I’m going against conventional wisdom. I don’t think it’ll winnow to three. I think South Carolina will change the race. This is one strange year (to put it mildly). Trump has criticized war heroes, women, a disabled reporter, Mexican immigrants, all Muslims and even the Pope. Nothing seems to stop him.
He really hasn’t increased his base vote, though. He seems to have a ceiling. Problem has been there have been too many other candidates in the race to stop him from placing or winning in the first two states. South Carolina lately has been the state that puts reason back into the race. Trump should win, based on the polls. I’m going to stick with my already-proven-wrong theory that he won’t win a primary or caucus and say he will lose in South Carolina (I know, unlikely, but hey…why the heck not. I’m not getting paid to do this). I’ll say, let’s see, ummmm…Rubio wins, Trump second. I think after the first two, it will be close among Cruz, Bush and Kasich.
Rubio has the endorsements of the popular governor, Nikki Haley. and the Republican U.S. Senator, Tim Scott. By the way, that photo opp of the three – Rubio, a Cuban-American; Haley, an Indian-American, and Scott, an Afro-American – who’d a thought a photo of three Republicans – a governor, a U.S. Senator, and a leading presidential candidate – would be of three with those ethnic backgrounds? Let’s check the other side for such representation this year.
The polls out so far in South Carolina all were taken before Trump criticized George W for lying on Iraq (something Trump denied he did on CNN last night) and before his dust-up with the Pope. In the polls, Trump leads but others are in rough striking distance. W. is very popular in South Carolina. The Pope flare-up seems to be playing all right for Trump so far. Even his opponents backed off criticizing him which tells you politically they've judged there's not much upside in attacking Trump on it.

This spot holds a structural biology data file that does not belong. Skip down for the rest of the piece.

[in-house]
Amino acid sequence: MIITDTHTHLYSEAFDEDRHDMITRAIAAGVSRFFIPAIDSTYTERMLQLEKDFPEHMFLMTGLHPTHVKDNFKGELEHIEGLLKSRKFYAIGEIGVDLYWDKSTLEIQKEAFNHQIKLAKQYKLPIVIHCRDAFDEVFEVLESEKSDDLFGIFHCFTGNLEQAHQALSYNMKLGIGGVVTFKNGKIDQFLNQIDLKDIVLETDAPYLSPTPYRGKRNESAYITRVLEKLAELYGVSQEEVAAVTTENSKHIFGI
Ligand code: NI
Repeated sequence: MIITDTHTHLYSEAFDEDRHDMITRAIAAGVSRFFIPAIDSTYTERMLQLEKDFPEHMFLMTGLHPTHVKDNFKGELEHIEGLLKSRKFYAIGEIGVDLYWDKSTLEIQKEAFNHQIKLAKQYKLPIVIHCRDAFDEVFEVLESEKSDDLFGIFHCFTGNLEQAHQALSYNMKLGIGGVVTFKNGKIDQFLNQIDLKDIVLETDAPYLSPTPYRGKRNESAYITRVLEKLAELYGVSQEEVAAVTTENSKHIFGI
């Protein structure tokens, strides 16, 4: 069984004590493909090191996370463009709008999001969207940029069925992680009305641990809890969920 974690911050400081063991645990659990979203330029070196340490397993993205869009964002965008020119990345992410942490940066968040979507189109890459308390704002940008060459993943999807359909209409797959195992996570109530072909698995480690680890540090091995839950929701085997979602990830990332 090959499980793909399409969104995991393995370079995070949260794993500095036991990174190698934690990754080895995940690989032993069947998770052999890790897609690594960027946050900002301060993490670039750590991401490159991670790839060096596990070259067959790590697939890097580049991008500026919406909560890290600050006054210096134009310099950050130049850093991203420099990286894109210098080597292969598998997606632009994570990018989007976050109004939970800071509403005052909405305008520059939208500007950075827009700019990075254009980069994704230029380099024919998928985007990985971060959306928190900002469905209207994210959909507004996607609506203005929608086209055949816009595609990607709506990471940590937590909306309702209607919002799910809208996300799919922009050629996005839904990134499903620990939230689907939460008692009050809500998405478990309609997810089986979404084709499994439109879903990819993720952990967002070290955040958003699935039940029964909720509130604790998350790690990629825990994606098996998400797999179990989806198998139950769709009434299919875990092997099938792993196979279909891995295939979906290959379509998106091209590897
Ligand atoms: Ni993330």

A few other thoughts:
Jeb looks like a more serious candidate since he lost his glasses. I know that’s a superficial statement but it’s true. In last night’s CNN town meeting, Bush’s normally gawky shrugs didn’t look so goofy. And it allowed you to listen to what he said more. And when you hear Jeb you realize he’s one smart guy and deserving of consideration for president, despite his last name not because of it.
CNN’s town meetings have been great. Each candidate is on for three-quarters of an hour or so alone with Anderson Cooper and the audience. They get to give substantive answers (a plus for Bush and Kasich) and show their personalities without battling for 15 seconds of time for a sound bite against a skilled scene-stealer.
Kasich is a very real and decent guy. That moment with the young fellow who lost his “second” dad, saw his parents divorce shortly after and then watched his dad lose his job – well, it was a very real moment that saw Kasich lean in and hug the man, talking (without the microphone near enough to pick up what he said). Touching and real. Quite the opposite of what we see from the front-runner.
The Democrats are not in South Carolina this week but are in Nevada, a state Hillary was supposed to win easily but has become a contest. Still, she is far ahead in super delegates, meaning Bernie pretty much not only has to win primaries but win them big to catch up. Rules established to help Hillary? Maybe but they are the rules that Bernie (who by the way is an Independent, not a Democrat) agreed to play by.
So, what happens this weekend? Hillary by a nose in Nevada; Rubio surprises in South Carolina and Jeb is reborn (as I said, what the hell, why not?) to fight another day.